Rail: You were wrestling with doubts about making paintings at all?


Tomaselli: Right, These weren’t paintings originally. They were assemblages of objects that were made to look like paintings. I’ve only recently been comfortable with talking about myself as a painter.

Fred Tomaselli in his studio, photo by Carey Kirkella.

Rail: So you set down the pills or whatever— fix them to the wood support— and seal them in place with resin. You have built this complex system of collage. Tell me how this evolved.


Tomaselli: I started originally with aspirin, Sudafed, stuff like that— then I needed to throw some subcultural drugs in there because I think it’s all about the same thing; relief from pain, pleasure, desire, altered consciousness… So I started to put pot leaves from my garden into my work and that opened up the dreaded nature/culture dialogue. The leaves put the shape of nature into the work, which softened things up in the context of the hard, manufactured geometries of the pills. That lead to the addition of the collage elements—cutting out pictures of bugs, birds, flowers and body parts from magazines and field guides. I then encased all this ephemeral material in resin.


Rail: You’ve used real bugs as well.


Tomaselli: Yeah, that started when I was living upstate one summer in Sam Messer’s place and there were so many bugs! All these tent caterpillars were hatching into moths that landed into my work. I was pouring all these resin pieces in this barn and no matter what I did, they’d fucking land, stick and die in it. So I decided to go with it and work outside. I’d hang these huge lights on the pieces at night and create these bug storms— when they were at their peak I’d pour resin down on the work and they would stick and die in these random formations. It was a collision of nature and technology, letting chaos and chance put them where they were. I thought of them as portraits of the atmosphere— as a basis to make landscapes with the real bugs as actors in the work. The event would last about an hour, but afterwards, I would work for months to make them beautiful.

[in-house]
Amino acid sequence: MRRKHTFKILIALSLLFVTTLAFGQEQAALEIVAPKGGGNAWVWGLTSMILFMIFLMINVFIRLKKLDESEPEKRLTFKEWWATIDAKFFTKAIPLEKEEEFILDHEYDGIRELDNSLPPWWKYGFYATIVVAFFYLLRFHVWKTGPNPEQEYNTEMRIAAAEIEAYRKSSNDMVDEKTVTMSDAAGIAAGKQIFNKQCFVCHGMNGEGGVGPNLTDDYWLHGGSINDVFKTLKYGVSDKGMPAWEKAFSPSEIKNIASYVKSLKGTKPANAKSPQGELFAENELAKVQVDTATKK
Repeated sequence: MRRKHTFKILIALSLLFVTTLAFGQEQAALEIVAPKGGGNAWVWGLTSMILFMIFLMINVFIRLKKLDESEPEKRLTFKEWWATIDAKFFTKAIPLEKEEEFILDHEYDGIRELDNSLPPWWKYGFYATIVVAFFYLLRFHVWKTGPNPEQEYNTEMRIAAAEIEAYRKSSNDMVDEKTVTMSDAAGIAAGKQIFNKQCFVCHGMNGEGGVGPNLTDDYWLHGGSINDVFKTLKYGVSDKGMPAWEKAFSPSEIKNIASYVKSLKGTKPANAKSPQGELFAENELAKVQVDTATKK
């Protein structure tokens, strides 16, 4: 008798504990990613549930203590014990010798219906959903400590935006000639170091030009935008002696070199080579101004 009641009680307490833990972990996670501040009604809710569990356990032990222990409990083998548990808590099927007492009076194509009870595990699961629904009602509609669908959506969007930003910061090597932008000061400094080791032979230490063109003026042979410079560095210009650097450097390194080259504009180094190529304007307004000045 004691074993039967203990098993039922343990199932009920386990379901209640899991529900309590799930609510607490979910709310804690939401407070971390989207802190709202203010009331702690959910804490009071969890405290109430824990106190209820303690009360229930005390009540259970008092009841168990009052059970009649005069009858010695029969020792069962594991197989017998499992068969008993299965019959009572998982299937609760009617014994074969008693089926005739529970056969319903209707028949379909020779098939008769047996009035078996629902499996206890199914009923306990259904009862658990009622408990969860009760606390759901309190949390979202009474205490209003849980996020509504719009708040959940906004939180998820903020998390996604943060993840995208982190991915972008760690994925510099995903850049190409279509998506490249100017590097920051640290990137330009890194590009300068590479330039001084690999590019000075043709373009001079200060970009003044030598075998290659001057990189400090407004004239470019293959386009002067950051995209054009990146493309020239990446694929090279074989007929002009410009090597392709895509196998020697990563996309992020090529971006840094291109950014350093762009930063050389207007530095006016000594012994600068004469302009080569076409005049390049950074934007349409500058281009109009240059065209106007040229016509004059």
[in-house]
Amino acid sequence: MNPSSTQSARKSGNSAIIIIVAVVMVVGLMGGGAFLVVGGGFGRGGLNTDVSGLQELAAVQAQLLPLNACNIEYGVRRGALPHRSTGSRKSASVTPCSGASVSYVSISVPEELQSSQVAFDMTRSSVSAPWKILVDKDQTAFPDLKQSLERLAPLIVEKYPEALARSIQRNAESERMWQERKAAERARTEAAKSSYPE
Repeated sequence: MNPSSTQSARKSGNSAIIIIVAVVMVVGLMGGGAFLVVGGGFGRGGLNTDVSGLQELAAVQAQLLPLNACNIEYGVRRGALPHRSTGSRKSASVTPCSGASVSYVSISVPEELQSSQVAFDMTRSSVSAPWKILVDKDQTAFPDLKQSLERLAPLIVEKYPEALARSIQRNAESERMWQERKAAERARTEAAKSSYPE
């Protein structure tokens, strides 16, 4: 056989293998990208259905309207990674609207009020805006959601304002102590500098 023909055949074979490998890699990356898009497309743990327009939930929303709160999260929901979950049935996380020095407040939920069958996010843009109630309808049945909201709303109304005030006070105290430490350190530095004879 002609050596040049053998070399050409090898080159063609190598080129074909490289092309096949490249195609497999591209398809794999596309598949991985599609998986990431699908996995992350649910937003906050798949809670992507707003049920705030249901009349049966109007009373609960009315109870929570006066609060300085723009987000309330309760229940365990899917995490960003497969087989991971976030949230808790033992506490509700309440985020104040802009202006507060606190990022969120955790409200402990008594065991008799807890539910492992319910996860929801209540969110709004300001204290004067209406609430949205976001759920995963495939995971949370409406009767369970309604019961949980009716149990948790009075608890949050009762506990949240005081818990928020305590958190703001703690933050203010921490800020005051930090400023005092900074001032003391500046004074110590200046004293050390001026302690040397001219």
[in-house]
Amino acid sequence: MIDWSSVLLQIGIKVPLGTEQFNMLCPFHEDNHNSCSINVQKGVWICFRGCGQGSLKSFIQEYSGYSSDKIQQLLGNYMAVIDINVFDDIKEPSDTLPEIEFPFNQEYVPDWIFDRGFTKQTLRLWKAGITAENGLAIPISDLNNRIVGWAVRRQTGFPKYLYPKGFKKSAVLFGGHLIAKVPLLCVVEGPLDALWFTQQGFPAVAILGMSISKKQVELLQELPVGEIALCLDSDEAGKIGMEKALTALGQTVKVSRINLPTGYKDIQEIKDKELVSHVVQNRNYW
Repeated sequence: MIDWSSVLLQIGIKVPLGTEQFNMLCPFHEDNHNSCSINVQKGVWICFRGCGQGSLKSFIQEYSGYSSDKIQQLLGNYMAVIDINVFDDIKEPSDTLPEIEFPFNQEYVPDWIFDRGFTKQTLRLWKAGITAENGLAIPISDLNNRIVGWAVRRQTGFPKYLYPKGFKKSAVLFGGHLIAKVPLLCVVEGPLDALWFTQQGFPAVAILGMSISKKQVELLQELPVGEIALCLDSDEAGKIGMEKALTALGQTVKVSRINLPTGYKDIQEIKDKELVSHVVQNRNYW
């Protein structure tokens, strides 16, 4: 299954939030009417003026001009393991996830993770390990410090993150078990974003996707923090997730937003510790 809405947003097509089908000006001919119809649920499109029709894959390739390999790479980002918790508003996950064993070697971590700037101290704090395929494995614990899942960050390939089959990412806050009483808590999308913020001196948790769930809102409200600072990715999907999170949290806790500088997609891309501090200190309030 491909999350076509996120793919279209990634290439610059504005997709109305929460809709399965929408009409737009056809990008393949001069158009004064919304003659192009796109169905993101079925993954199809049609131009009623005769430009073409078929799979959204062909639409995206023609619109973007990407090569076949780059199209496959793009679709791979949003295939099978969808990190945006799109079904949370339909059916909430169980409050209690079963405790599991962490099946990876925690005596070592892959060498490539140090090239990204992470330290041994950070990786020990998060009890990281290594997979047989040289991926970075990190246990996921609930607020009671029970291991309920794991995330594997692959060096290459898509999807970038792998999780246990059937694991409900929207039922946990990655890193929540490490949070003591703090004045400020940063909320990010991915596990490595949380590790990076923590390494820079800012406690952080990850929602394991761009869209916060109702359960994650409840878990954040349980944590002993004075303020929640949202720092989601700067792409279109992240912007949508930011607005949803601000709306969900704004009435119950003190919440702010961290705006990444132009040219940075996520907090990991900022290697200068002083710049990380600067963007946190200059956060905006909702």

Rail: You first became acknowledged as the guy that puts real drugs in his paintings. Did you ever find yourself in trouble for exhibiting marijuana and drugs?


Tomaselli: Not really. This isn’t an attempt on my part to be transgressive or to push anybody’s buttons. This is work that comes out of the way my life is. If I can make a life in the anonymity of the art world, that’s all right with me. In a funny way, I’ve destroyed the drugs, or at least rearranged their use value. In my work, they travel to the brain and alter consciousness through the eyes.